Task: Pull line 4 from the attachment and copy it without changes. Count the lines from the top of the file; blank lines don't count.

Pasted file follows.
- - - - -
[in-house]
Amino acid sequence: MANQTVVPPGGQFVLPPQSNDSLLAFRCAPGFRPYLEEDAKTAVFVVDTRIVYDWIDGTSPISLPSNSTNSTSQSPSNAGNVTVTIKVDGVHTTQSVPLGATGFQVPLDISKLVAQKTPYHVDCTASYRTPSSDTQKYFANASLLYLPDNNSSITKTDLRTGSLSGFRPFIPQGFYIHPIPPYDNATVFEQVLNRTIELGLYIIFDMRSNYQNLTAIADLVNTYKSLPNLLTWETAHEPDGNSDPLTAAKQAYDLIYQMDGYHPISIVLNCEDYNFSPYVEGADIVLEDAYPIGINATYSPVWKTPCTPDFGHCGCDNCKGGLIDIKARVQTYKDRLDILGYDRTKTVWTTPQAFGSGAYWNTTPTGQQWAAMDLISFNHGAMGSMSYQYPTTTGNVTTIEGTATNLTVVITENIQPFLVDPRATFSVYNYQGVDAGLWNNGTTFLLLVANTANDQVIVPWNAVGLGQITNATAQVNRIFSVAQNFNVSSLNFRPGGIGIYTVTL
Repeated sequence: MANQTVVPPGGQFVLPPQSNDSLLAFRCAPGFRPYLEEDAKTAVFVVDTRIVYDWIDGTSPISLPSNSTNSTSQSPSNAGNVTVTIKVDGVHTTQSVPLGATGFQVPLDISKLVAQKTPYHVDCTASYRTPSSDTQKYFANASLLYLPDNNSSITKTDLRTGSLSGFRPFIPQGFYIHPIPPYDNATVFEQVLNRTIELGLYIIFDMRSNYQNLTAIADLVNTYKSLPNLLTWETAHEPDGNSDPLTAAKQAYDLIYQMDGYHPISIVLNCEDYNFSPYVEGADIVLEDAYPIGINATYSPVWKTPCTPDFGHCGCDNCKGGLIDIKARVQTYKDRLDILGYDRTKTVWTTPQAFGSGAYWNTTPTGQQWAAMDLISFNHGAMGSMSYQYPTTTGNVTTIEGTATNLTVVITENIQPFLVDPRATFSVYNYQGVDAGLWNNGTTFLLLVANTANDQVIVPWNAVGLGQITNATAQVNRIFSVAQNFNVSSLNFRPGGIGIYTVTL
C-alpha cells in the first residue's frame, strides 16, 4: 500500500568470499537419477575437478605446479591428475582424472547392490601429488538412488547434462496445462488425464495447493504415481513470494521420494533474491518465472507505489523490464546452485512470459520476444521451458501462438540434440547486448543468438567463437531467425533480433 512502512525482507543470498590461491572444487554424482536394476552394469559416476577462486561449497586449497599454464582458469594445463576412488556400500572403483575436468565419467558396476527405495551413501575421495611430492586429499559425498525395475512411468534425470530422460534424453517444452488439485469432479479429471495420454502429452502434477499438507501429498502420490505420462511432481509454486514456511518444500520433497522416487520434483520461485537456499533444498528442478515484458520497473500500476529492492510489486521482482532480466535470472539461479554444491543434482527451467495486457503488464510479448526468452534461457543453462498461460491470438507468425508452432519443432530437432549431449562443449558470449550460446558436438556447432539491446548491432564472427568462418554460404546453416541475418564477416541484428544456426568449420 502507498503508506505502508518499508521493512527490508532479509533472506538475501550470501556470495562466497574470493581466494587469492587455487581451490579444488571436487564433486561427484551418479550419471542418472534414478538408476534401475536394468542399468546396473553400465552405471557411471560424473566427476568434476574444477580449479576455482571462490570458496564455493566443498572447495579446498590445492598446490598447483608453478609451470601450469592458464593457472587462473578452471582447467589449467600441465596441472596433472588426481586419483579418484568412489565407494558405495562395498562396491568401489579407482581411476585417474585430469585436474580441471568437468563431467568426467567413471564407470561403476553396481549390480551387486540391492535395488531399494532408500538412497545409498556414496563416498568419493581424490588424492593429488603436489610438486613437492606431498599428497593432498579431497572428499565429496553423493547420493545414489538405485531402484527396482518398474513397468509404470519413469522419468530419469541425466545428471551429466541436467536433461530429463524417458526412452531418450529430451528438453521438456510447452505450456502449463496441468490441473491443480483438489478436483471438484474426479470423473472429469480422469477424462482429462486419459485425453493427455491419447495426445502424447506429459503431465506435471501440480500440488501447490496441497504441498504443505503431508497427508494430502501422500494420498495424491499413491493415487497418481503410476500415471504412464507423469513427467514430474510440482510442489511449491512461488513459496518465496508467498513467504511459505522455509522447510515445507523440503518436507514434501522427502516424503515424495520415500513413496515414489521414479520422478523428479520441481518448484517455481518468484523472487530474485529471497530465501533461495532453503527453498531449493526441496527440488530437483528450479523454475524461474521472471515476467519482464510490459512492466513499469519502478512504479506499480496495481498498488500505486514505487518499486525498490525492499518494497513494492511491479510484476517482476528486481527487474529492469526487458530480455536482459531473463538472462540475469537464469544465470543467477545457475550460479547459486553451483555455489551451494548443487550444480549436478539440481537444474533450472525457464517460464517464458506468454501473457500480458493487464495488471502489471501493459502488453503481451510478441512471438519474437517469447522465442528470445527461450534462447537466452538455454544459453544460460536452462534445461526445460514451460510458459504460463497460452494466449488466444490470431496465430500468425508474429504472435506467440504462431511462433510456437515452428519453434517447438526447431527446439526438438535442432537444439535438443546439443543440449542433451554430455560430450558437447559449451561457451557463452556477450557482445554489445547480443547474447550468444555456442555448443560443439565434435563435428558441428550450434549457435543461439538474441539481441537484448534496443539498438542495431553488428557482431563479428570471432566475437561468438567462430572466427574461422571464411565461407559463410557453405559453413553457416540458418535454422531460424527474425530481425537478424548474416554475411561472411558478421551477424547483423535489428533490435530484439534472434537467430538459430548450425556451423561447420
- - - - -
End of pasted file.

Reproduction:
C-alpha cells in the first residue's frame, strides 16, 4: 500500500568470499537419477575437478605446479591428475582424472547392490601429488538412488547434462496445462488425464495447493504415481513470494521420494533474491518465472507505489523490464546452485512470459520476444521451458501462438540434440547486448543468438567463437531467425533480433 512502512525482507543470498590461491572444487554424482536394476552394469559416476577462486561449497586449497599454464582458469594445463576412488556400500572403483575436468565419467558396476527405495551413501575421495611430492586429499559425498525395475512411468534425470530422460534424453517444452488439485469432479479429471495420454502429452502434477499438507501429498502420490505420462511432481509454486514456511518444500520433497522416487520434483520461485537456499533444498528442478515484458520497473500500476529492492510489486521482482532480466535470472539461479554444491543434482527451467495486457503488464510479448526468452534461457543453462498461460491470438507468425508452432519443432530437432549431449562443449558470449550460446558436438556447432539491446548491432564472427568462418554460404546453416541475418564477416541484428544456426568449420 502507498503508506505502508518499508521493512527490508532479509533472506538475501550470501556470495562466497574470493581466494587469492587455487581451490579444488571436487564433486561427484551418479550419471542418472534414478538408476534401475536394468542399468546396473553400465552405471557411471560424473566427476568434476574444477580449479576455482571462490570458496564455493566443498572447495579446498590445492598446490598447483608453478609451470601450469592458464593457472587462473578452471582447467589449467600441465596441472596433472588426481586419483579418484568412489565407494558405495562395498562396491568401489579407482581411476585417474585430469585436474580441471568437468563431467568426467567413471564407470561403476553396481549390480551387486540391492535395488531399494532408500538412497545409498556414496563416498568419493581424490588424492593429488603436489610438486613437492606431498599428497593432498579431497572428499565429496553423493547420493545414489538405485531402484527396482518398474513397468509404470519413469522419468530419469541425466545428471551429466541436467536433461530429463524417458526412452531418450529430451528438453521438456510447452505450456502449463496441468490441473491443480483438489478436483471438484474426479470423473472429469480422469477424462482429462486419459485425453493427455491419447495426445502424447506429459503431465506435471501440480500440488501447490496441497504441498504443505503431508497427508494430502501422500494420498495424491499413491493415487497418481503410476500415471504412464507423469513427467514430474510440482510442489511449491512461488513459496518465496508467498513467504511459505522455509522447510515445507523440503518436507514434501522427502516424503515424495520415500513413496515414489521414479520422478523428479520441481518448484517455481518468484523472487530474485529471497530465501533461495532453503527453498531449493526441496527440488530437483528450479523454475524461474521472471515476467519482464510490459512492466513499469519502478512504479506499480496495481498498488500505486514505487518499486525498490525492499518494497513494492511491479510484476517482476528486481527487474529492469526487458530480455536482459531473463538472462540475469537464469544465470543467477545457475550460479547459486553451483555455489551451494548443487550444480549436478539440481537444474533450472525457464517460464517464458506468454501473457500480458493487464495488471502489471501493459502488453503481451510478441512471438519474437517469447522465442528470445527461450534462447537466452538455454544459453544460460536452462534445461526445460514451460510458459504460463497460452494466449488466444490470431496465430500468425508474429504472435506467440504462431511462433510456437515452428519453434517447438526447431527446439526438438535442432537444439535438443546439443543440449542433451554430455560430450558437447559449451561457451557463452556477450557482445554489445547480443547474447550468444555456442555448443560443439565434435563435428558441428550450434549457435543461439538474441539481441537484448534496443539498438542495431553488428557482431563479428570471432566475437561468438567462430572466427574461422571464411565461407559463410557453405559453413553457416540458418535454422531460424527474425530481425537478424548474416554475411561472411558478421551477424547483423535489428533490435530484439534472434537467430538459430548450425556451423561447420